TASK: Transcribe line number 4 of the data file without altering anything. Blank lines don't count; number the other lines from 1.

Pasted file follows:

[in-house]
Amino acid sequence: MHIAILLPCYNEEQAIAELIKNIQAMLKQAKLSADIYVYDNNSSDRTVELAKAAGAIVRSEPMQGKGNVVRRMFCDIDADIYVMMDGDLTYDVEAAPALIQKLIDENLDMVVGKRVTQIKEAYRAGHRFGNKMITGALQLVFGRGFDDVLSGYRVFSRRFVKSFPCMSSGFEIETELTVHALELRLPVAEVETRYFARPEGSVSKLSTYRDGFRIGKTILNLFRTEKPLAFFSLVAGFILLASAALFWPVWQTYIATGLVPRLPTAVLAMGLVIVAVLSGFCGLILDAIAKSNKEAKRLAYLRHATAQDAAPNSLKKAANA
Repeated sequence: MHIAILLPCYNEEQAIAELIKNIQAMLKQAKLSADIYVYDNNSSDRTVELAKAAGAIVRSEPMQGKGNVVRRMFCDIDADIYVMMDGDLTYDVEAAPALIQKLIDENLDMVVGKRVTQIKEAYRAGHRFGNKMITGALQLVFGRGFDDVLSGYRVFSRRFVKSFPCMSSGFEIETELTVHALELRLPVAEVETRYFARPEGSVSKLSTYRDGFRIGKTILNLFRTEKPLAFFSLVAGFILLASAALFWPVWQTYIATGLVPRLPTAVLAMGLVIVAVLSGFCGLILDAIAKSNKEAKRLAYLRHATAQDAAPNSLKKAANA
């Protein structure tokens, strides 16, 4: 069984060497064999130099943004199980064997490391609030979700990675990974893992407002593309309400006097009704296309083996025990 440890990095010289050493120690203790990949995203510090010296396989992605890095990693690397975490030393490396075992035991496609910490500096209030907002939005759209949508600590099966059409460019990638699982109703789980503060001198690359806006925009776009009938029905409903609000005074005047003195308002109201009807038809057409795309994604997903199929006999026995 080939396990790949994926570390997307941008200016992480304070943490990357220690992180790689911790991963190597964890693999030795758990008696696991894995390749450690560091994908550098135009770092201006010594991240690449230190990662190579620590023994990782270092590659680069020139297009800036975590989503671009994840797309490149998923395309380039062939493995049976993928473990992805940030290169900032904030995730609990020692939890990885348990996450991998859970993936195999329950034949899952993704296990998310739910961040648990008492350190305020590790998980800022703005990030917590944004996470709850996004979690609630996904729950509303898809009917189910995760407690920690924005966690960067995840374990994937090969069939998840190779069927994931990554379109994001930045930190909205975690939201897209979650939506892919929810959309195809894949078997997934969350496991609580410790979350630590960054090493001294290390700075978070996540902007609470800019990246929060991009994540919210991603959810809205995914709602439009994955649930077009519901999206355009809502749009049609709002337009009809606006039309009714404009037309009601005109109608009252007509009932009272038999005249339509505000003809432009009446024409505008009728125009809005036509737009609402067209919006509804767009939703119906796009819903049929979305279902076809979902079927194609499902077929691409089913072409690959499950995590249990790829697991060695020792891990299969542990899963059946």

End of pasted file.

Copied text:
């Protein structure tokens, strides 16, 4: 069984060497064999130099943004199980064997490391609030979700990675990974893992407002593309309400006097009704296309083996025990 440890990095010289050493120690203790990949995203510090010296396989992605890095990693690397975490030393490396075992035991496609910490500096209030907002939005759209949508600590099966059409460019990638699982109703789980503060001198690359806006925009776009009938029905409903609000005074005047003195308002109201009807038809057409795309994604997903199929006999026995 080939396990790949994926570390997307941008200016992480304070943490990357220690992180790689911790991963190597964890693999030795758990008696696991894995390749450690560091994908550098135009770092201006010594991240690449230190990662190579620590023994990782270092590659680069020139297009800036975590989503671009994840797309490149998923395309380039062939493995049976993928473990992805940030290169900032904030995730609990020692939890990885348990996450991998859970993936195999329950034949899952993704296990998310739910961040648990008492350190305020590790998980800022703005990030917590944004996470709850996004979690609630996904729950509303898809009917189910995760407690920690924005966690960067995840374990994937090969069939998840190779069927994931990554379109994001930045930190909205975690939201897209979650939506892919929810959309195809894949078997997934969350496991609580410790979350630590960054090493001294290390700075978070996540902007609470800019990246929060991009994540919210991603959810809205995914709602439009994955649930077009519901999206355009809502749009049609709002337009009809606006039309009714404009037309009601005109109608009252007509009932009272038999005249339509505000003809432009009446024409505008009728125009809005036509737009609402067209919006509804767009939703119906796009819903049929979305279902076809979902079927194609499902077929691409089913072409690959499950995590249990790829697991060695020792891990299969542990899963059946």